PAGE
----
Ben Burress

Benjamin Burress has been a staff astronomer at Chabot Space & Science Center since July 1999. He graduated from Sonoma State University in 1985 with a bachelor’s degree in physics (and minor in astronomy), after which he signed on for a two-year stint in the Peace Corps, where he taught physics and mathematics in the African nation of Cameroon. From 1989-96 he served on the crew of NASA’s Kuiper Airborne Observatory at Ames Research Center in Mountain View, CA. From 1996-99, he was Head Observer at the Naval Prototype Optical Interferometer program at Lowell Observatory in Flagstaff, AZ. Read his previous contributions to QUEST, a project dedicated to exploring the Science of Sustainability.

News From Mars: A River Ran Through It

NASA's Curiosity rover, now exploring the alluvium at the base of Mount Sharp in Gale Crater for over two months, has struck pay dirt: the gravel and river stone conglomerate laid down by an ancient Martian stream!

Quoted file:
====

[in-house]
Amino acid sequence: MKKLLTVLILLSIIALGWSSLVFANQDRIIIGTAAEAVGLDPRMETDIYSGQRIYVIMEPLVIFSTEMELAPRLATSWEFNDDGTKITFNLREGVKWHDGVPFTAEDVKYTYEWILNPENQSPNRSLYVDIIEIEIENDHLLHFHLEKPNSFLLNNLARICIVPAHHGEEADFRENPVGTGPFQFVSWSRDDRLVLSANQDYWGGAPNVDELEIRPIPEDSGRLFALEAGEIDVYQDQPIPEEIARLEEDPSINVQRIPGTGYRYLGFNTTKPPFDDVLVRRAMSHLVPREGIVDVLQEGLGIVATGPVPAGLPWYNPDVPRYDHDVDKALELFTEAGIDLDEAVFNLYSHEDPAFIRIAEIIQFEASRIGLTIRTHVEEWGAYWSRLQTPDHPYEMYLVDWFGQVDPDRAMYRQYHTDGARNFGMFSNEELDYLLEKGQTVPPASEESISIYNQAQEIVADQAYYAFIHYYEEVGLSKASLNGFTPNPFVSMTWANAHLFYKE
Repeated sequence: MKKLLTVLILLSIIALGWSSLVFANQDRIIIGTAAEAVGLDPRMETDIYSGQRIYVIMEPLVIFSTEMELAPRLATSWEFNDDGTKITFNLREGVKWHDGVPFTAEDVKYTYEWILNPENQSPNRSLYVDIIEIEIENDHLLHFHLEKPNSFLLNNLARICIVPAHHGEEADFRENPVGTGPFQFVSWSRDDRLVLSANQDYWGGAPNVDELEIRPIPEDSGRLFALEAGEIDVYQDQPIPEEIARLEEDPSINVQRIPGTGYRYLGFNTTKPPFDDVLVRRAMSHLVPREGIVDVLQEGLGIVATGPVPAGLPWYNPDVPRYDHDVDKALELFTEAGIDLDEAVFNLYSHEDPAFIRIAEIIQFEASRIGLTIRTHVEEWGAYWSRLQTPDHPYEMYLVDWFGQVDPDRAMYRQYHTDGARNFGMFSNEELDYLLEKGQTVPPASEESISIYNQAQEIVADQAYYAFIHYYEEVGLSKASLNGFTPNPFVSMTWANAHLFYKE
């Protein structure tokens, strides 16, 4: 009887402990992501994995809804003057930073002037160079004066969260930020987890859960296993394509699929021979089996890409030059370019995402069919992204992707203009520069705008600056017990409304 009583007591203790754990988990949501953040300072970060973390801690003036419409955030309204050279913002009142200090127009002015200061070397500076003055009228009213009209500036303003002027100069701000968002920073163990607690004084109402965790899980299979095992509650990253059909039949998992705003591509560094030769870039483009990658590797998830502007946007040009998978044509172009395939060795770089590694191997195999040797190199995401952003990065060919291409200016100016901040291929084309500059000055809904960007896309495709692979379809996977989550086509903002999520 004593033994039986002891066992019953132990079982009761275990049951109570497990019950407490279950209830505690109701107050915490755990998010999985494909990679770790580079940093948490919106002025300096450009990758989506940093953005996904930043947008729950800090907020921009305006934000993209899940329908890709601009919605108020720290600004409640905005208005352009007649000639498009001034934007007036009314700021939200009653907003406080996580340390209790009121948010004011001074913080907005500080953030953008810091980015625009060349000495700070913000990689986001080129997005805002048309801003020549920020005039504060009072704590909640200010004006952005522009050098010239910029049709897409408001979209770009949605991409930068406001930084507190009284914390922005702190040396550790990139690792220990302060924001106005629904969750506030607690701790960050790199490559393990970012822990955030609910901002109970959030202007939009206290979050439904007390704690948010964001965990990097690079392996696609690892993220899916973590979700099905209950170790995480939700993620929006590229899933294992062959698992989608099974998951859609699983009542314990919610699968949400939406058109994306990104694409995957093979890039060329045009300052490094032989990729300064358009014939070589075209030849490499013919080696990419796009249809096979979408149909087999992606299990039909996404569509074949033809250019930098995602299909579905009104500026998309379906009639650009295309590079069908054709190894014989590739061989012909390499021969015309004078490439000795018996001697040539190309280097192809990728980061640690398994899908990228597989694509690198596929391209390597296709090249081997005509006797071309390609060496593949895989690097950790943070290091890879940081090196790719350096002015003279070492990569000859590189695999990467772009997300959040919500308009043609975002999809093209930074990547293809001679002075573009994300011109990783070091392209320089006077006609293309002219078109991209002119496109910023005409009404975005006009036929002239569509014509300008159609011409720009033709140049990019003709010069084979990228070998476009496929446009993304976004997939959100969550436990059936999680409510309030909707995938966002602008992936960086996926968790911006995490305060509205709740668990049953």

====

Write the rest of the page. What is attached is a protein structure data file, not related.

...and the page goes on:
NASA’s New Mars Rover: Armed and Curious

Space exploration has caught up with science fiction (again): we have deployed laser-armed nuclear-powered robot on Mars, and nearly two weeks after landing, NASA's Mars Science Laboratory, the rover Curiosity, has fired that weapon on a Martian rock.

Deep, Dark Waters of Titan

Just when you thought it was safe to go back in the water, NASA finds another ocean for us to worry about -- this time on Saturn's moon, Titan.

Voyager: Old Spacecraft, New Frontier?

Thirty-five years after beginning a remarkable journey that started with encounters of Jupiter and Saturn, Voyager 1 may once again be making a historic scientific encounter: the boundary between our Solar System and interstellar space!

Sizing Up the Earth

What has a mass of about 6 yottakilograms, occupies a volume of space of about 1 million million cubic-kilometers, and is about 40 kilometers fatter than it is tall. Guesses, anyone?

The Once and Future Earth

How will the sun, moon, and Earth change in the far distant future? It may not make a big difference to us, but exploring the possible fate of our home and birthplace is a mind-bending journey.